1911 Encyclopædia Britannica/Barrière, Théodore
|←Barrie||1911 Encyclopædia Britannica, Volume 3
|See also Théodore Barrière on Wikipedia; and our 1911 Encyclopædia Britannica disclaimer.|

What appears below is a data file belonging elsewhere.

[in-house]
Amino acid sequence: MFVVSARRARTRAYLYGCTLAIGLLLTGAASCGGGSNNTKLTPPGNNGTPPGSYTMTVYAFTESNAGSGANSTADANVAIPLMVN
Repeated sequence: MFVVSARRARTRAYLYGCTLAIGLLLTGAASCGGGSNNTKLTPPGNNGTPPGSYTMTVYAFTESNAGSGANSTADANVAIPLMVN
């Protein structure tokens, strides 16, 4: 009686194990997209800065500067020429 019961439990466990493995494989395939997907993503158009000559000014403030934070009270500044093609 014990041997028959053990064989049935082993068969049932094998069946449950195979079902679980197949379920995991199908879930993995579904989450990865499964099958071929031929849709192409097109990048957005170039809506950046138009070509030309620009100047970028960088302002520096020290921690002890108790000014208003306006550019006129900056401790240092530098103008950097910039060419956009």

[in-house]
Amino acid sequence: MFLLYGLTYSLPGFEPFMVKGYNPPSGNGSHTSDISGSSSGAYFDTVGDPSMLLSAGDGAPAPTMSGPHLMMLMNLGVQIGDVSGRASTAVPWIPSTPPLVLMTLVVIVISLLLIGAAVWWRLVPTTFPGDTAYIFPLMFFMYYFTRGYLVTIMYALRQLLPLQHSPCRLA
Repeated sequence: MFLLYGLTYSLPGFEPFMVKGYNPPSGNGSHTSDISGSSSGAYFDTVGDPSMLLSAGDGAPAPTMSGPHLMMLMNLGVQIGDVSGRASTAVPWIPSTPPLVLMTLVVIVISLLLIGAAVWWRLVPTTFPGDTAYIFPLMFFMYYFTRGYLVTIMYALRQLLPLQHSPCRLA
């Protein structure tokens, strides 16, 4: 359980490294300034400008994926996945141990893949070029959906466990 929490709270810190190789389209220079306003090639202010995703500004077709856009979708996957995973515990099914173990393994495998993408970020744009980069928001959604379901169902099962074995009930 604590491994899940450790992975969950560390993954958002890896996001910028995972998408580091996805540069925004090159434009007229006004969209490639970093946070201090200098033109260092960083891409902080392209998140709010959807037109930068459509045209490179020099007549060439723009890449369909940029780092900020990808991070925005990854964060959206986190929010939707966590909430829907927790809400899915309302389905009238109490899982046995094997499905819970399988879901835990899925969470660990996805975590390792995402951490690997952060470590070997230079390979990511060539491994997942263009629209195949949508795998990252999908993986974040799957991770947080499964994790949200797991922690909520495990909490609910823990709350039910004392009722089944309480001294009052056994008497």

BARRIÈRE, THÉODORE (1823-1877), French dramatist, was born in Paris in 1823. He belonged to a family of map engravers which had long been connected with the war department, and spent nine years in that service himself. The success of a vaudeville he had performed at the Beaumarchais and which was immediately snapped up for the repertory of the Palais Royal, showed him his real vocation. During the next thirty years he signed, alone or in collaboration, over a hundred plays; among the most successful were: La Vie de bohème (1849), adapted from Henri Murger's book with the novelist's help; Manon Lescaut (1851); Les Filles de marbre (1853); L'Héritage de Monsieur Plumet (1858); Les Faux Bonshommes (1856) with Ernest Capendu; Malheureux vaincus (1865), which was forbidden by the censor; Le Gascon (1878). Barrière died in Paris on the 16th of October 1877. See also Revue des deux mondes (March 1859).